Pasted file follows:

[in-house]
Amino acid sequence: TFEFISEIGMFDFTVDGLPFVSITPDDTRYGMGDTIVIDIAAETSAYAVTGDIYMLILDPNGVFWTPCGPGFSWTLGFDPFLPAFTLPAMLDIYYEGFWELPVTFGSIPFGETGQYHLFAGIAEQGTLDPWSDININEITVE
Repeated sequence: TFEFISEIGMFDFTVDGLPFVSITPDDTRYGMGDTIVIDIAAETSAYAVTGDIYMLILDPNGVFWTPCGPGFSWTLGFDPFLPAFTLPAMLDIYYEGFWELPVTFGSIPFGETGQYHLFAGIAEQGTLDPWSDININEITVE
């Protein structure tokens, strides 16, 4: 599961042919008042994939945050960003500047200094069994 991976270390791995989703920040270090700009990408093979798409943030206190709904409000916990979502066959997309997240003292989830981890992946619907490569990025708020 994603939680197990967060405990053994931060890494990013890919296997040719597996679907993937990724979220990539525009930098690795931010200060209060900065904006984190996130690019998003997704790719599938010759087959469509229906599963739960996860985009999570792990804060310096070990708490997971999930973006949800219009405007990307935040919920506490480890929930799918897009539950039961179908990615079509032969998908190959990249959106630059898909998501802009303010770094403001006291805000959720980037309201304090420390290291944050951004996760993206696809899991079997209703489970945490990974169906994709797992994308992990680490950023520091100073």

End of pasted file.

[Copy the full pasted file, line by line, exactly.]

[in-house]
Amino acid sequence: TFEFISEIGMFDFTVDGLPFVSITPDDTRYGMGDTIVIDIAAETSAYAVTGDIYMLILDPNGVFWTPCGPGFSWTLGFDPFLPAFTLPAMLDIYYEGFWELPVTFGSIPFGETGQYHLFAGIAEQGTLDPWSDININEITVE
Repeated sequence: TFEFISEIGMFDFTVDGLPFVSITPDDTRYGMGDTIVIDIAAETSAYAVTGDIYMLILDPNGVFWTPCGPGFSWTLGFDPFLPAFTLPAMLDIYYEGFWELPVTFGSIPFGETGQYHLFAGIAEQGTLDPWSDININEITVE
């Protein structure tokens, strides 16, 4: 599961042919008042994939945050960003500047200094069994 991976270390791995989703920040270090700009990408093979798409943030206190709904409000916990979502066959997309997240003292989830981890992946619907490569990025708020 994603939680197990967060405990053994931060890494990013890919296997040719597996679907993937990724979220990539525009930098690795931010200060209060900065904006984190996130690019998003997704790719599938010759087959469509229906599963739960996860985009999570792990804060310096070990708490997971999930973006949800219009405007990307935040919920506490480890929930799918897009539950039961179908990615079509032969998908190959990249959106630059898909998501802009303010770094403001006291805000959720980037309201304090420390290291944050951004996760993206696809899991079997209703489970945490990974169906994709797992994308992990680490950023520091100073």